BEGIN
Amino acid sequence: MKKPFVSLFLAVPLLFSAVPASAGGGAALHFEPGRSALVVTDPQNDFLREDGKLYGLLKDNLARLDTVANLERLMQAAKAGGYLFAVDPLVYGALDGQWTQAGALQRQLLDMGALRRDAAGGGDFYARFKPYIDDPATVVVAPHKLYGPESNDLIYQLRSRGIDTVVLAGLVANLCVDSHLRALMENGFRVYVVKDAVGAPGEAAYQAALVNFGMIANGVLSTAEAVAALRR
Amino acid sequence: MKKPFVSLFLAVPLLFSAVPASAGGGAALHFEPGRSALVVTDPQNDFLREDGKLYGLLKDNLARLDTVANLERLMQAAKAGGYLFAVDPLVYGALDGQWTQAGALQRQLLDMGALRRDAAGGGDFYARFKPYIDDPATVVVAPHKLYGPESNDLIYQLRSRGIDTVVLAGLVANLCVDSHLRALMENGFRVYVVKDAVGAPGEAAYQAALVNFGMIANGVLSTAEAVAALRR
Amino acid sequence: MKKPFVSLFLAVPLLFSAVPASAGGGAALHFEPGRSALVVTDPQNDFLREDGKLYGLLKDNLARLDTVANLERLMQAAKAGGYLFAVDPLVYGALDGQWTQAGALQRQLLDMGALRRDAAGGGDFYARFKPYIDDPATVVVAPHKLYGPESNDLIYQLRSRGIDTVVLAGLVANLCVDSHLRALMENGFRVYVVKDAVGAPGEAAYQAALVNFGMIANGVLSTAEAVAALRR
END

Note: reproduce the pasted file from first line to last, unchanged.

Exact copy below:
Amino acid sequence: MKKPFVSLFLAVPLLFSAVPASAGGGAALHFEPGRSALVVTDPQNDFLREDGKLYGLLKDNLARLDTVANLERLMQAAKAGGYLFAVDPLVYGALDGQWTQAGALQRQLLDMGALRRDAAGGGDFYARFKPYIDDPATVVVAPHKLYGPESNDLIYQLRSRGIDTVVLAGLVANLCVDSHLRALMENGFRVYVVKDAVGAPGEAAYQAALVNFGMIANGVLSTAEAVAALRR
Amino acid sequence: MKKPFVSLFLAVPLLFSAVPASAGGGAALHFEPGRSALVVTDPQNDFLREDGKLYGLLKDNLARLDTVANLERLMQAAKAGGYLFAVDPLVYGALDGQWTQAGALQRQLLDMGALRRDAAGGGDFYARFKPYIDDPATVVVAPHKLYGPESNDLIYQLRSRGIDTVVLAGLVANLCVDSHLRALMENGFRVYVVKDAVGAPGEAAYQAALVNFGMIANGVLSTAEAVAALRR
Amino acid sequence: MKKPFVSLFLAVPLLFSAVPASAGGGAALHFEPGRSALVVTDPQNDFLREDGKLYGLLKDNLARLDTVANLERLMQAAKAGGYLFAVDPLVYGALDGQWTQAGALQRQLLDMGALRRDAAGGGDFYARFKPYIDDPATVVVAPHKLYGPESNDLIYQLRSRGIDTVVLAGLVANLCVDSHLRALMENGFRVYVVKDAVGAPGEAAYQAALVNFGMIANGVLSTAEAVAALRR